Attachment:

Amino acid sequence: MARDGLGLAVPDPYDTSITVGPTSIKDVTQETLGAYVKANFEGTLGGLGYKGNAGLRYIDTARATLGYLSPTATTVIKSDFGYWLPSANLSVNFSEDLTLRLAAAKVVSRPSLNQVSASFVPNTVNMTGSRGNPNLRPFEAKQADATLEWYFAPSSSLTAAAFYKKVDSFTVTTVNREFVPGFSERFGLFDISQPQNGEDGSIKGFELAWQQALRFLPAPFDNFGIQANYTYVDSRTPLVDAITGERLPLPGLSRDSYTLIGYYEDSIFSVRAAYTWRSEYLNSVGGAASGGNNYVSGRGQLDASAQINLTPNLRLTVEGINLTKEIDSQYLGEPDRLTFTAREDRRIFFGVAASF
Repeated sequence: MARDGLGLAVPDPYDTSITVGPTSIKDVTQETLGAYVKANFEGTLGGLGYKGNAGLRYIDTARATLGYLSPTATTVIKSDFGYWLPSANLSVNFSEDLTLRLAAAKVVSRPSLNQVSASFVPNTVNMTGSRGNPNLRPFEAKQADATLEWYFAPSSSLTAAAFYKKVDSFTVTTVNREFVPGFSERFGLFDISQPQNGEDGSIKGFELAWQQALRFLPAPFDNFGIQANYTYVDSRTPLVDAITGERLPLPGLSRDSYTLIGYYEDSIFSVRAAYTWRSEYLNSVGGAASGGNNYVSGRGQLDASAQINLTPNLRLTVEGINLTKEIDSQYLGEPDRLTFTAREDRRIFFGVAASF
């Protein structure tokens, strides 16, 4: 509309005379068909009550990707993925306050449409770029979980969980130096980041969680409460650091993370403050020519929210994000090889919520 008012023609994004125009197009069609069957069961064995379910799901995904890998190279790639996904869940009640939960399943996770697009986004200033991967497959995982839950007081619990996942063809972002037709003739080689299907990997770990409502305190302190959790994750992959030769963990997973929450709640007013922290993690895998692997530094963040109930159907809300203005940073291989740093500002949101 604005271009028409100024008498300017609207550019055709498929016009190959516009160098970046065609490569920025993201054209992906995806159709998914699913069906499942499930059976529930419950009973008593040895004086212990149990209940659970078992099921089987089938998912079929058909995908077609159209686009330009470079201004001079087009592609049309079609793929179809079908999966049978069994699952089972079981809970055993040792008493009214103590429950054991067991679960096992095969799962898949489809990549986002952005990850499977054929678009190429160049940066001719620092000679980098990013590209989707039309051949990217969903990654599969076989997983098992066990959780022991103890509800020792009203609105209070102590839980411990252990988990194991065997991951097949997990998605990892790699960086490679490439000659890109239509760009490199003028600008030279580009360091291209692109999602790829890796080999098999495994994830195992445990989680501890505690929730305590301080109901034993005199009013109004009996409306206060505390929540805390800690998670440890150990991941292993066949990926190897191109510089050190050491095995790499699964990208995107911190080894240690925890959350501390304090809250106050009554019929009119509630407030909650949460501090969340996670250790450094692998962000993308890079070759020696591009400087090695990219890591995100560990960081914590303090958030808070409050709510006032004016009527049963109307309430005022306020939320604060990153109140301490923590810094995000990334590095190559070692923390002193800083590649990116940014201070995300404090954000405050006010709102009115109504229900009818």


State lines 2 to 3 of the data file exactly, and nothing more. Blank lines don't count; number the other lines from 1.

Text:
Repeated sequence: MARDGLGLAVPDPYDTSITVGPTSIKDVTQETLGAYVKANFEGTLGGLGYKGNAGLRYIDTARATLGYLSPTATTVIKSDFGYWLPSANLSVNFSEDLTLRLAAAKVVSRPSLNQVSASFVPNTVNMTGSRGNPNLRPFEAKQADATLEWYFAPSSSLTAAAFYKKVDSFTVTTVNREFVPGFSERFGLFDISQPQNGEDGSIKGFELAWQQALRFLPAPFDNFGIQANYTYVDSRTPLVDAITGERLPLPGLSRDSYTLIGYYEDSIFSVRAAYTWRSEYLNSVGGAASGGNNYVSGRGQLDASAQINLTPNLRLTVEGINLTKEIDSQYLGEPDRLTFTAREDRRIFFGVAASF
């Protein structure tokens, strides 16, 4: 509309005379068909009550990707993925306050449409770029979980969980130096980041969680409460650091993370403050020519929210994000090889919520 008012023609994004125009197009069609069957069961064995379910799901995904890998190279790639996904869940009640939960399943996770697009986004200033991967497959995982839950007081619990996942063809972002037709003739080689299907990997770990409502305190302190959790994750992959030769963990997973929450709640007013922290993690895998692997530094963040109930159907809300203005940073291989740093500002949101 604005271009028409100024008498300017609207550019055709498929016009190959516009160098970046065609490569920025993201054209992906995806159709998914699913069906499942499930059976529930419950009973008593040895004086212990149990209940659970078992099921089987089938998912079929058909995908077609159209686009330009470079201004001079087009592609049309079609793929179809079908999966049978069994699952089972079981809970055993040792008493009214103590429950054991067991679960096992095969799962898949489809990549986002952005990850499977054929678009190429160049940066001719620092000679980098990013590209989707039309051949990217969903990654599969076989997983098992066990959780022991103890509800020792009203609105209070102590839980411990252990988990194991065997991951097949997990998605990892790699960086490679490439000659890109239509760009490199003028600008030279580009360091291209692109999602790829890796080999098999495994994830195992445990989680501890505690929730305590301080109901034993005199009013109004009996409306206060505390929540805390800690998670440890150990991941292993066949990926190897191109510089050190050491095995790499699964990208995107911190080894240690925890959350501390304090809250106050009554019929009119509630407030909650949460501090969340996670250790450094692998962000993308890079070759020696591009400087090695990219890591995100560990960081914590303090958030808070409050709510006032004016009527049963109307309430005022306020939320604060990153109140301490923590810094995000990334590095190559070692923390002193800083590649990116940014201070995300404090954000405050006010709102009115109504229900009818």